Garlic Scapes

This little-known part of the garlic plant makes an amazing pesto.

What are Garlic Scapes?

Notice the distinctive curly-cue shape of the Garlic Scape (photo: Brent Petersen)

Garlic is an allum, related to the onion.

Everyone is familiar with the garlic bulb, the part of the plant that grows underground and is harvested for its pungent cloves.

After the garlic is planted, it will send up long, thin green leaves. Then, in spring, the garlic scape will emerge. The scape is different from the garlic leaves in that it is shaped like one of those crazy curling drinking straws we loved as kids.

The scape contains the seed pod of the garlic plant. If allowed to mature, the scape will drop dozens of seeds onto the ground in an effort to reproduce.

The problem is that the garlic plant is genetically programmed for reproduction by seed. And it will put all of its energy into this little seed pod and almost no energy into the tasty bulb. If the garlic scape is allowed to mature, the harvested bulb will be puny.

So, the best thing to do is cut off the garlic scape and allow the plant to direct all its energy to creating a big fat garlic bulb.

How to use garlic scapes

Once the garlic scape is removed, don’t throw it out! They have a wonderful garlic flavor and have lots of culinary uses.

Garlic Scape Pesto
Garlic Scapes ready to make pesto (photo: Brent Petersen)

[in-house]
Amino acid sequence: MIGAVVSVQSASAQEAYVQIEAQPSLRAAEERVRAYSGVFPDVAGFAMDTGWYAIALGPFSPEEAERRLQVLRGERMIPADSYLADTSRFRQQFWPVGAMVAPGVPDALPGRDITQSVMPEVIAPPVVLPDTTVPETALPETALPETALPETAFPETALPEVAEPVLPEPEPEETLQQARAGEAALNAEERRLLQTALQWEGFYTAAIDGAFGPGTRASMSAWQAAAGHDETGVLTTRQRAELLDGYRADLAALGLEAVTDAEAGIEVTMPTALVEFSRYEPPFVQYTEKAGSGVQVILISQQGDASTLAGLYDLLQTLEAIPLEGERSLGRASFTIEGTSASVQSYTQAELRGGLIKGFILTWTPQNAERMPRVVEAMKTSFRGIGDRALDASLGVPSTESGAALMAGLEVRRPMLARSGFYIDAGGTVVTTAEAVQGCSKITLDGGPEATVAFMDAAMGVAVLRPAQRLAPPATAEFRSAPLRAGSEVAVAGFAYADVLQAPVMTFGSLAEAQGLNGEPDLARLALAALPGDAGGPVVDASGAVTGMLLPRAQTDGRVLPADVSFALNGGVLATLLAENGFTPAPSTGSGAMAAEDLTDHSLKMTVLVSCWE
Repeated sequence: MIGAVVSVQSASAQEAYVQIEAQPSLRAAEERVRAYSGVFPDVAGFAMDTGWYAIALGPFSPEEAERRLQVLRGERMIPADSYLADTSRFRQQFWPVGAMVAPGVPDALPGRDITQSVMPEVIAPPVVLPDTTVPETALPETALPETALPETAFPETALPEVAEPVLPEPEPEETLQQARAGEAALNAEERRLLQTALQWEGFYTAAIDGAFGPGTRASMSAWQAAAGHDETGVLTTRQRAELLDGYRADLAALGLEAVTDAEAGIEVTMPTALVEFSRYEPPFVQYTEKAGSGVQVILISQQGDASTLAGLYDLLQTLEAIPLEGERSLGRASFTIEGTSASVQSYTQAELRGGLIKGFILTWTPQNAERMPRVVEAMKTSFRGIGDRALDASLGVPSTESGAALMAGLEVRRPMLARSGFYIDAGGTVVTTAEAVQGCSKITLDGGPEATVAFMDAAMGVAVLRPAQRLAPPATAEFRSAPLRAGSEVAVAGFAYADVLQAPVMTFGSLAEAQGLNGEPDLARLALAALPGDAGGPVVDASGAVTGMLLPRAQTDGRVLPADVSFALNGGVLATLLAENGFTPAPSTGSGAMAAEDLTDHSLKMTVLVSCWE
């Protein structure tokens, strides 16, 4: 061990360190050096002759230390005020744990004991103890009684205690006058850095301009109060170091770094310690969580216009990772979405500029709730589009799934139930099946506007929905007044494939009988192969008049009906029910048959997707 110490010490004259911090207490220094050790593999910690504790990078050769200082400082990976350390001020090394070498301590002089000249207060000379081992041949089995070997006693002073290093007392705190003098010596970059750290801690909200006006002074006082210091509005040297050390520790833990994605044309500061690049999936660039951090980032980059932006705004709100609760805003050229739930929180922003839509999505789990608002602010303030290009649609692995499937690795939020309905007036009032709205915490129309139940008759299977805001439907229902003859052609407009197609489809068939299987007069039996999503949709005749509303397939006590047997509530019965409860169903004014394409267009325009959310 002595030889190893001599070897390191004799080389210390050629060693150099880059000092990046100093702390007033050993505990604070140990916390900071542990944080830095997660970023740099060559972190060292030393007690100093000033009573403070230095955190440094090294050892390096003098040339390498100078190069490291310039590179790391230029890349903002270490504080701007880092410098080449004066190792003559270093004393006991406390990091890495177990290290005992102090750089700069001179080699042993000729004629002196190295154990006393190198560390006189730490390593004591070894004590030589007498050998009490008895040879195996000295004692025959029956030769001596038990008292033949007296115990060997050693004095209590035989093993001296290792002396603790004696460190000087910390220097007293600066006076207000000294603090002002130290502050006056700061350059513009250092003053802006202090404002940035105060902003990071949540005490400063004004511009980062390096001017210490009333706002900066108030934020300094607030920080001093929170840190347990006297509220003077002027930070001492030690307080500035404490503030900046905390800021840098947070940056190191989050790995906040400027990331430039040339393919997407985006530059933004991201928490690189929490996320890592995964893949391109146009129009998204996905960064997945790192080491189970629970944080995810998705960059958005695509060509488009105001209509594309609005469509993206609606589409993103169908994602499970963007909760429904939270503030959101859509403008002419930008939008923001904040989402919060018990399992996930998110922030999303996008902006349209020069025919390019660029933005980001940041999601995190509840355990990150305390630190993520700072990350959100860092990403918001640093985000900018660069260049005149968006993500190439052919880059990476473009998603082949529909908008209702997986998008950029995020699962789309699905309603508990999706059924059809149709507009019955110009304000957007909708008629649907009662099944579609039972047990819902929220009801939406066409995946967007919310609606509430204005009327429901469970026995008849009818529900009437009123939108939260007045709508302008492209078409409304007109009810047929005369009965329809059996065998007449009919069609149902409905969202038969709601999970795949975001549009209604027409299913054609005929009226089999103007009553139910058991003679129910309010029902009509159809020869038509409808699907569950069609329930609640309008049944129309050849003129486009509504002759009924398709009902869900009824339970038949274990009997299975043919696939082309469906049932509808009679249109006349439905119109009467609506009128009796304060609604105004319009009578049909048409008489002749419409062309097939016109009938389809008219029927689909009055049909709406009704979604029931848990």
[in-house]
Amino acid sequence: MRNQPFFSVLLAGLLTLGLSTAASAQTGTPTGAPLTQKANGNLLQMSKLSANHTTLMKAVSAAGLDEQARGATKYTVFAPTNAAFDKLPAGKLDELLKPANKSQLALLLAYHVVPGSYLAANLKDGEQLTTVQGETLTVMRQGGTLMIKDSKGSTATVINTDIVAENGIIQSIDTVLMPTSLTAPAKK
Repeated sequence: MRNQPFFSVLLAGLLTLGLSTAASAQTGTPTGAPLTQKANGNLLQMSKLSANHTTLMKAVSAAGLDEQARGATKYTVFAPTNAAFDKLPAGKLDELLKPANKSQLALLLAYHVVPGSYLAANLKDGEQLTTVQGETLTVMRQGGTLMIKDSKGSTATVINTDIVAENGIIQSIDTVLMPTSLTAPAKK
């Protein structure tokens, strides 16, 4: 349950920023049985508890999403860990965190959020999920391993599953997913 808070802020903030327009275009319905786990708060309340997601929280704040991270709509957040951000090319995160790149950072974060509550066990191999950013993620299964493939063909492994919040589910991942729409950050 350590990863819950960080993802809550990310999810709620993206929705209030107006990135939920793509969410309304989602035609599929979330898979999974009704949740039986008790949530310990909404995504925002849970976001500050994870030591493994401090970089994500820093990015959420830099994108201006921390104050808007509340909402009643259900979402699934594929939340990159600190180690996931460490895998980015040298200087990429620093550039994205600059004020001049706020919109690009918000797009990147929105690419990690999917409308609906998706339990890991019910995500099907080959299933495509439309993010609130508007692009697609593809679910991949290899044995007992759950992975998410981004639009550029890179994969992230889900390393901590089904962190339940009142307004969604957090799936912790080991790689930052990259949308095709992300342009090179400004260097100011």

By far, my favorite way to use garlic scapes is to make garlic pesto. Roughly chop the scapes and spin them in a food processor with salt and olive oil until smooth. You can add a grated hard cheese like Parmesan, if desired. A pinch of red pepper flakes is nice as well.

Store your garlic scape pesto in the fridge for up to two weeks or freeze it for up to a year.

Garlic Scape Pesto is a great pasta topping, but I also use it with olive oil and a little vinegar as a marinade. Or, drop a big spoonful of Garlic Scape Pesto into your broth when making soup.

Stir Fry

Use fresh Garlic Scapes in stir fry with just like you would any other veggie. It’s important that the Garlic Scapes be fresh and tender, though. If you wait too long to harvest them, they can get fibrous and a little woody.

Or, marinate the Garlic Scapes in soy sauce for a few hours (or overnight), and use them in your stir fry.


Top some grilled, hearty bread with a little Garlic Scape Pesto and chopped tomatoes. Sprinkle with salt and a drizzle of olive oil.


If you really love Garlic Scapes, you can munch them raw right out of the garden. Make sure the shoots are tender and green. And, make sure your family loves a pungent garlic aroma because it will linger for a while!

Where to get Garlic Scapes

If you don’t grow garlic at home, you can find them in season at some farmers markets. But, know that the season is short and if you miss it, you’ll have to wait until next year. In most places, late spring/early summer is Garlic Scape season. When I had my small farm in Rhode Island, I always harvested Garlic Scapes during a 2 week period in June. Start asking around your farmers market in May to make sure you don’t miss out!

About the Author

Brent Petersen is the Editor-in-Chief of Destination Eat Drink. He currently resides in Setubal, Portugal. Brent has written the novel “Truffle Hunt” (Eckhartz Press) and the short story collection “That Bird.” He’s also written dozens of foodie travel guides to cities around the world on Destination Eat Drink, including in-depth eating and drinking guides to Lisbon, PortoSintraMonsaraz, and Evora in Portugal. Brent’s podcast, also called Destination Eat Drink, is available on all major podcasting platforms and is distributed by the Radio Misfits Podcast Network.

Author: Brent